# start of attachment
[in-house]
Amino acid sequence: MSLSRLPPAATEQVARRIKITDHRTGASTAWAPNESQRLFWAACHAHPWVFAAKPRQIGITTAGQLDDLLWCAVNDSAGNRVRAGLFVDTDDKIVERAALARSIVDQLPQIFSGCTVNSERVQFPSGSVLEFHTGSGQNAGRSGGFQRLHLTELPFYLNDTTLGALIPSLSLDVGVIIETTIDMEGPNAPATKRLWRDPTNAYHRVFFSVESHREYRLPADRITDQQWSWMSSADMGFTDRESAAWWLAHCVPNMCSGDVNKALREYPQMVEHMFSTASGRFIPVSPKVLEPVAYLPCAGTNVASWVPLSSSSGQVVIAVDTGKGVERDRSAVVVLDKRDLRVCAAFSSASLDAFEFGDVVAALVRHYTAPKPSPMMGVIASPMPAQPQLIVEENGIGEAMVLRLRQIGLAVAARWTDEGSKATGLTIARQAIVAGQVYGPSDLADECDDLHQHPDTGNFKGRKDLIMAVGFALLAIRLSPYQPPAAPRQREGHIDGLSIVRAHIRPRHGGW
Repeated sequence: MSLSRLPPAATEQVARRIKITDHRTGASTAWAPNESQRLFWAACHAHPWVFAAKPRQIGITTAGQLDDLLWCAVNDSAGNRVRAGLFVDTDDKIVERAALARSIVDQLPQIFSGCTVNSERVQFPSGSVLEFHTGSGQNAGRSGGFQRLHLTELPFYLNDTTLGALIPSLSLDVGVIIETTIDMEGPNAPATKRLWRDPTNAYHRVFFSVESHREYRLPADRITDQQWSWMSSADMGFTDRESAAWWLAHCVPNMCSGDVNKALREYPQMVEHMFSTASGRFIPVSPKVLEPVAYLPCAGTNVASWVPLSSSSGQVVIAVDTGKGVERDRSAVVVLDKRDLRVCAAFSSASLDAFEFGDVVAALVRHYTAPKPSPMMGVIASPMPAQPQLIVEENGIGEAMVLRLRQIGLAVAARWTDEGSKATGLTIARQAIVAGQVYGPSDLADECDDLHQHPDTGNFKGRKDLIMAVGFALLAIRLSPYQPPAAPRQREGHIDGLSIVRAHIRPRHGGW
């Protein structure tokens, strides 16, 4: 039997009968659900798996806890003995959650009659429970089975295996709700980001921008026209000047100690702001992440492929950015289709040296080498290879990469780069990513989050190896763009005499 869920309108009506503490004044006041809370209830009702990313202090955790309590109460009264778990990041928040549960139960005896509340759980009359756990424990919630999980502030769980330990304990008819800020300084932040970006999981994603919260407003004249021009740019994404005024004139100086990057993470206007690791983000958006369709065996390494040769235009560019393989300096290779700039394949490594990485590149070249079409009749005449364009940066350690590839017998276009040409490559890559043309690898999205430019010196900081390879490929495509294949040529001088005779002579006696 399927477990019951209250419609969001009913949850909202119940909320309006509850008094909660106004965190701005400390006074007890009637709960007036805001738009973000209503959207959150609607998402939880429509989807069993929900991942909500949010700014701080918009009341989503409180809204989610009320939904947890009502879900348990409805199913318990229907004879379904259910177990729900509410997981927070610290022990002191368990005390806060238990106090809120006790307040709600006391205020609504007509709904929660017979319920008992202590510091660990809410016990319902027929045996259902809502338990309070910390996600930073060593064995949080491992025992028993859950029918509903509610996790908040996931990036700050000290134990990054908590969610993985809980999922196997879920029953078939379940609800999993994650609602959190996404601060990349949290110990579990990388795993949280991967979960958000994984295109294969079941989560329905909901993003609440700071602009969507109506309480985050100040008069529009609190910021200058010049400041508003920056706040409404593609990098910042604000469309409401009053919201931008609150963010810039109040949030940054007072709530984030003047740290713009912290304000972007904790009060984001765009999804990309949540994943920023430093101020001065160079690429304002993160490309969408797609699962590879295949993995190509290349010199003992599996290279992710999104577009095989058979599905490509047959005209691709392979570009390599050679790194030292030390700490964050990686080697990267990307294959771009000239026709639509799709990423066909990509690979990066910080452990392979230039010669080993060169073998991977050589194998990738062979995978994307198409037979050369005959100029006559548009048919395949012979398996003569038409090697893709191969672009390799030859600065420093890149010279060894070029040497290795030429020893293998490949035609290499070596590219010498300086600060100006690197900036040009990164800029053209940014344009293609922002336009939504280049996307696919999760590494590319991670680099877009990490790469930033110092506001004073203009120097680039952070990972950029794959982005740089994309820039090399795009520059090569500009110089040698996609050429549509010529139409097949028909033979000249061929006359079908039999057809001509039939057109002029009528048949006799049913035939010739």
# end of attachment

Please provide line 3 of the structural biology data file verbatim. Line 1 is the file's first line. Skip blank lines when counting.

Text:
Repeated sequence: MSLSRLPPAATEQVARRIKITDHRTGASTAWAPNESQRLFWAACHAHPWVFAAKPRQIGITTAGQLDDLLWCAVNDSAGNRVRAGLFVDTDDKIVERAALARSIVDQLPQIFSGCTVNSERVQFPSGSVLEFHTGSGQNAGRSGGFQRLHLTELPFYLNDTTLGALIPSLSLDVGVIIETTIDMEGPNAPATKRLWRDPTNAYHRVFFSVESHREYRLPADRITDQQWSWMSSADMGFTDRESAAWWLAHCVPNMCSGDVNKALREYPQMVEHMFSTASGRFIPVSPKVLEPVAYLPCAGTNVASWVPLSSSSGQVVIAVDTGKGVERDRSAVVVLDKRDLRVCAAFSSASLDAFEFGDVVAALVRHYTAPKPSPMMGVIASPMPAQPQLIVEENGIGEAMVLRLRQIGLAVAARWTDEGSKATGLTIARQAIVAGQVYGPSDLADECDDLHQHPDTGNFKGRKDLIMAVGFALLAIRLSPYQPPAAPRQREGHIDGLSIVRAHIRPRHGGW